A few months ago, I had an interaction with a pro triathlete that began from him claiming his race was destroyed due to a poor response from the neutral support. I gave him some advice that was not taken well. After that exchange, I began to think more about what it means to be prepared and why its never good to do a race with the option of walking away pointing a finger at someone other than oneself.

There are many things at a race that can end one’s day, but most are beyond the control of the well-prepared athlete and cannot be avoided in the big picture. Things that are within one’s control should be prepared for and managed so that there is never a controllable failure.

That means learning how to do all the basic repair maintenance that could be needed in a race. It means carrying a responsible amount of tubes/tires/tools, etc to deal with possible breakdowns. Where to draw the line on what is carried depends on the course, distance and condition of one’s bike. The easiest way to limit what may happen is to bring a bike that is perfect condition with new tires and excellent preventative maintenance performed in the days prior to the race. It will also be a bike that has no new parts (other than tires, which should have a few kms on them to ensure they are installed correctly).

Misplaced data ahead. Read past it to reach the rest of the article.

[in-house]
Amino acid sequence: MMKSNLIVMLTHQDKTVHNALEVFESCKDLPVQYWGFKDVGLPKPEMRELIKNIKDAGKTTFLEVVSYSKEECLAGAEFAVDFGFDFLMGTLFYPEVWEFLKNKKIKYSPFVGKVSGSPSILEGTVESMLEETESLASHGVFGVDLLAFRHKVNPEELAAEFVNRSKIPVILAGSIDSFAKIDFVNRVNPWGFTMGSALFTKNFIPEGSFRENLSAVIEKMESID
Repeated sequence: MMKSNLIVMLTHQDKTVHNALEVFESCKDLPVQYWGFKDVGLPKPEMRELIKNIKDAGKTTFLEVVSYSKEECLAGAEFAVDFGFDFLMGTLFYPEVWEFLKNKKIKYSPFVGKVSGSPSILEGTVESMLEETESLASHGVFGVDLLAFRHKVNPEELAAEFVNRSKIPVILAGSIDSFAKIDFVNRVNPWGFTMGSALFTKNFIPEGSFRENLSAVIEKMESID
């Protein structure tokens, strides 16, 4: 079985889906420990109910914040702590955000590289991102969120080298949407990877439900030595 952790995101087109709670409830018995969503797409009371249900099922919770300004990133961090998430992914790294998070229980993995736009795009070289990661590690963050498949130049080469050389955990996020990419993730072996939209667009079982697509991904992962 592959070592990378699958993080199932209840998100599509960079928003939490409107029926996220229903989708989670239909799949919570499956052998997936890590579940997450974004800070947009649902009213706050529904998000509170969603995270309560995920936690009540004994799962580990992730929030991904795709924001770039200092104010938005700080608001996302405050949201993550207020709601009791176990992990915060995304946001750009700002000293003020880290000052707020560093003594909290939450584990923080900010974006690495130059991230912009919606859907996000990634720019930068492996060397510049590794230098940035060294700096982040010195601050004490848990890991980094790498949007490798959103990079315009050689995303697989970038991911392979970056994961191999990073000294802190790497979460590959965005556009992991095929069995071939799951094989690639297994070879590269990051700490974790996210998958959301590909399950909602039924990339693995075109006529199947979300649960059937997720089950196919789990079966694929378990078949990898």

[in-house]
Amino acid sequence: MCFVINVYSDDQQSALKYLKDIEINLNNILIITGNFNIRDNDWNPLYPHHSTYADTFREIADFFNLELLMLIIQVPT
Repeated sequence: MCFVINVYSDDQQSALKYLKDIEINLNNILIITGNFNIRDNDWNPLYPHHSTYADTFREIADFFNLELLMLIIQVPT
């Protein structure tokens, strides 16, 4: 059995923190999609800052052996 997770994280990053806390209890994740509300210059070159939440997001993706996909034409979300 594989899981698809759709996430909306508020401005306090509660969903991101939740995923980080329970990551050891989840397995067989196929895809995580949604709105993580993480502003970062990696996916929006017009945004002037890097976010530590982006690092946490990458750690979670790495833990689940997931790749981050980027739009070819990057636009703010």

It’s an old adage that one should not try new equipment in a race, and on a bike that is truer. Bikes are becoming more complicated with the evolution of super bikes that have proprietary brakes, shifters and other components, and utilizing new components in a race without testing in normal hard training, is a recipe for disaster. That goes for changing to a race specific cassette (for races that have lots of climbing, for example). Going from a small cassette that has a narrow range of cogs to one that has a large range (and uses significantly more chain) can lead to a rear derailleur that stops shifting, at best, and a breakdown at worst.

As the new year approaches, this is the perfect time to build your plan to race prepared alongside your training plan. All that training and sacrifice should never go to waste due to showing up unprepared for simple mechanical issues.


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